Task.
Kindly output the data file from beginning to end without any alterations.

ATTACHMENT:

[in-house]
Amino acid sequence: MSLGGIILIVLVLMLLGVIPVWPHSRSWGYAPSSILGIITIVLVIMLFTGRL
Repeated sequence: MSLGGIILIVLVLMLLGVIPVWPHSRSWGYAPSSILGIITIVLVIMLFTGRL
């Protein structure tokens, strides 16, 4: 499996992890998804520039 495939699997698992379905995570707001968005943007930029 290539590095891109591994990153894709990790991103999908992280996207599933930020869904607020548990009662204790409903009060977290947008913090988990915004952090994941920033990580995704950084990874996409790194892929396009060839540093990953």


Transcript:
[in-house]
Amino acid sequence: MSLGGIILIVLVLMLLGVIPVWPHSRSWGYAPSSILGIITIVLVIMLFTGRL
Repeated sequence: MSLGGIILIVLVLMLLGVIPVWPHSRSWGYAPSSILGIITIVLVIMLFTGRL
């Protein structure tokens, strides 16, 4: 499996992890998804520039 495939699997698992379905995570707001968005943007930029 290539590095891109591994990153894709990790991103999908992280996207599933930020869904607020548990009662204790409903009060977290947008913090988990915004952090994941920033990580995704950084990874996409790194892929396009060839540093990953």